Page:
Open the trunk.
Thailand faces an alarming increase in wild elephant attacks, resulting in at least 150 deaths and over 133 injuries since 2018, according to a report by the country's Department of National Parks, Wildlife and Plant Conservation. Many victims have been tourists in southern Thailand.

The Humane Society attributes these attacks to tourists provoking the elephants.

The report reveals these massive animals have been venturing into populated areas, causing havoc on roads and even entering homes, making Thailand a global hotspot for elephant-related incidents.

In a notable event, a herd of 50 elephants crossing a highway in Chachoengsao halted traffic.

However, the situation escalated when a seven-ton bull elephant named Duea sat in a motorist's car in Khao Yai National Park.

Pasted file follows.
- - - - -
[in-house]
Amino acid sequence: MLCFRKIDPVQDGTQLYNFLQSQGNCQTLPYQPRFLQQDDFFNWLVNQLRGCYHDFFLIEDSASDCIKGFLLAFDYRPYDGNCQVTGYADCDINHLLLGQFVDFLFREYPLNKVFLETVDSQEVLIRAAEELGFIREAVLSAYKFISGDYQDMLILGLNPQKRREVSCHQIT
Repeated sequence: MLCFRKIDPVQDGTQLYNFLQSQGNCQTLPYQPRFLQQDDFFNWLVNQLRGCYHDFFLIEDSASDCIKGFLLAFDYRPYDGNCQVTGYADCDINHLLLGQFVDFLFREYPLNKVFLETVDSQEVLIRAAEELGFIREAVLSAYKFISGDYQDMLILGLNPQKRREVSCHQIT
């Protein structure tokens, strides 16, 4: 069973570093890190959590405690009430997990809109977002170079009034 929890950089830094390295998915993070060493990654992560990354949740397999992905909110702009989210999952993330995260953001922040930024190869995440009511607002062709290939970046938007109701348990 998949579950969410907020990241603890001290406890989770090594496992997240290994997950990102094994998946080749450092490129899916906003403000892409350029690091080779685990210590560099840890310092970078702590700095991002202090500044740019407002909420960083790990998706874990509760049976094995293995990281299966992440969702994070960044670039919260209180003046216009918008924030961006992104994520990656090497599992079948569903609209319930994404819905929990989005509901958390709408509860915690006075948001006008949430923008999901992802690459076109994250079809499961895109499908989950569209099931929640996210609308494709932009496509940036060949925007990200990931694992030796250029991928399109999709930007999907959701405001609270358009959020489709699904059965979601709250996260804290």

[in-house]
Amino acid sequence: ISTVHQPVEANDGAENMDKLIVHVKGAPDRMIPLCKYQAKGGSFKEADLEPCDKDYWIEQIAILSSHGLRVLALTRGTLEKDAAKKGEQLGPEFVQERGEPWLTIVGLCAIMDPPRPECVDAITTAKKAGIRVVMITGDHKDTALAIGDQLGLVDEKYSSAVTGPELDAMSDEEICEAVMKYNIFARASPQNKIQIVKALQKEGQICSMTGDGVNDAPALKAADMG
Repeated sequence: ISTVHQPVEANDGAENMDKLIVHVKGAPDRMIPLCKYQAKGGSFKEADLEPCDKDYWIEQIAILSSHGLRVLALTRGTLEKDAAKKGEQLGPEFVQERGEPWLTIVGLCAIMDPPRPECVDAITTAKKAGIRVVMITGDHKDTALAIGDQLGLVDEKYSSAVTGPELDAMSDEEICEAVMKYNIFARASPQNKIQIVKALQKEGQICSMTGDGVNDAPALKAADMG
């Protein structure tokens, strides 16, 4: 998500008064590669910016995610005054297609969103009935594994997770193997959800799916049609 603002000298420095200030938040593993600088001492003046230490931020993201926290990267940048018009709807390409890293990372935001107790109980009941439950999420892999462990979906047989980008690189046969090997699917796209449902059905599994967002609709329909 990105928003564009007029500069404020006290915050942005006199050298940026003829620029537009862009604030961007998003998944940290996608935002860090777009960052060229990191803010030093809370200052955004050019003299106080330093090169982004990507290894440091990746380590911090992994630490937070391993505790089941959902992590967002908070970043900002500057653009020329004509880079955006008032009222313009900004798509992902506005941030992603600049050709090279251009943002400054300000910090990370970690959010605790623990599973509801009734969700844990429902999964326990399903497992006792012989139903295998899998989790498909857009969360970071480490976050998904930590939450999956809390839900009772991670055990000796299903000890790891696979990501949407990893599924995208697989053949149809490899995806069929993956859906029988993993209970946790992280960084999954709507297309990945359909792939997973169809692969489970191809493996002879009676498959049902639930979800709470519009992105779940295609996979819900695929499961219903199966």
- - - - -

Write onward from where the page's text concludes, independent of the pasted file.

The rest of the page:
Further, regions like Nakhon Ratchasima, Phang Nga, and Hua Hin are witnessing a surge in human-elephant conflicts. As these incidents become more frequent, locals resort to deterrent measures like deploying ping-pong "bombs".

The Humane Society International postulates a correlation between the increased attacks and captive elephants. A significant number of elephants in Thailand are held in captivity, employed in tourism and logging industries, and kept in zoos and performance venues.

Sadly, only a small proportion of these majestic animals are free in their natural habitats. Those in captivity endure restrictive conditions, forced to perform tasks for tourists. Activist groups such as PETA have consistently criticized elephant rides, arguing that elephants in captivity are displaced from their natural habitats and exploited.
Leaving the washing-up to someone else.